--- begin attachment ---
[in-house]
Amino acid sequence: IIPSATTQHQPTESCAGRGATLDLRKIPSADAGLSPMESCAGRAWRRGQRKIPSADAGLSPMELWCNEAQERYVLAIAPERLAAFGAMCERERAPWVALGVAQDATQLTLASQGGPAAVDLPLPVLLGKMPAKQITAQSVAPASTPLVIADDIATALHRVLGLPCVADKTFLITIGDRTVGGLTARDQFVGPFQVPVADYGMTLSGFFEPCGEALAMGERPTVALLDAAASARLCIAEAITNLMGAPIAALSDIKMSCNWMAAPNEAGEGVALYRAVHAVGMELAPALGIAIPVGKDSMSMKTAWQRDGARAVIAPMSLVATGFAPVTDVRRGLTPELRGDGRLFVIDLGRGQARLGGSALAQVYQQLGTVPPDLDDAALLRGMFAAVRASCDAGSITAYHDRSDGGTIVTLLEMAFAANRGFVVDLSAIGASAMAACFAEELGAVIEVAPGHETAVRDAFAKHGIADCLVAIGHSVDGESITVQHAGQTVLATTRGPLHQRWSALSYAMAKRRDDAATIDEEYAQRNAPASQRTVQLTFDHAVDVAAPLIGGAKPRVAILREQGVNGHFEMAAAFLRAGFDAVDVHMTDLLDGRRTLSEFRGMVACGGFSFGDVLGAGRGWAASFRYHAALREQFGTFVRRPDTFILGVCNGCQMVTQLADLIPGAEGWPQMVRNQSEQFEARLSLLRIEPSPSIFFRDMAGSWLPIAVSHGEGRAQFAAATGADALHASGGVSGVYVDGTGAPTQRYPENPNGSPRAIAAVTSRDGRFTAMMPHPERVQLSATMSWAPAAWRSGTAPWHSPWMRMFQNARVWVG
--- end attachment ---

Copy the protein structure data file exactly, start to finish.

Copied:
[in-house]
Amino acid sequence: IIPSATTQHQPTESCAGRGATLDLRKIPSADAGLSPMESCAGRAWRRGQRKIPSADAGLSPMELWCNEAQERYVLAIAPERLAAFGAMCERERAPWVALGVAQDATQLTLASQGGPAAVDLPLPVLLGKMPAKQITAQSVAPASTPLVIADDIATALHRVLGLPCVADKTFLITIGDRTVGGLTARDQFVGPFQVPVADYGMTLSGFFEPCGEALAMGERPTVALLDAAASARLCIAEAITNLMGAPIAALSDIKMSCNWMAAPNEAGEGVALYRAVHAVGMELAPALGIAIPVGKDSMSMKTAWQRDGARAVIAPMSLVATGFAPVTDVRRGLTPELRGDGRLFVIDLGRGQARLGGSALAQVYQQLGTVPPDLDDAALLRGMFAAVRASCDAGSITAYHDRSDGGTIVTLLEMAFAANRGFVVDLSAIGASAMAACFAEELGAVIEVAPGHETAVRDAFAKHGIADCLVAIGHSVDGESITVQHAGQTVLATTRGPLHQRWSALSYAMAKRRDDAATIDEEYAQRNAPASQRTVQLTFDHAVDVAAPLIGGAKPRVAILREQGVNGHFEMAAAFLRAGFDAVDVHMTDLLDGRRTLSEFRGMVACGGFSFGDVLGAGRGWAASFRYHAALREQFGTFVRRPDTFILGVCNGCQMVTQLADLIPGAEGWPQMVRNQSEQFEARLSLLRIEPSPSIFFRDMAGSWLPIAVSHGEGRAQFAAATGADALHASGGVSGVYVDGTGAPTQRYPENPNGSPRAIAAVTSRDGRFTAMMPHPERVQLSATMSWAPAAWRSGTAPWHSPWMRMFQNARVWVG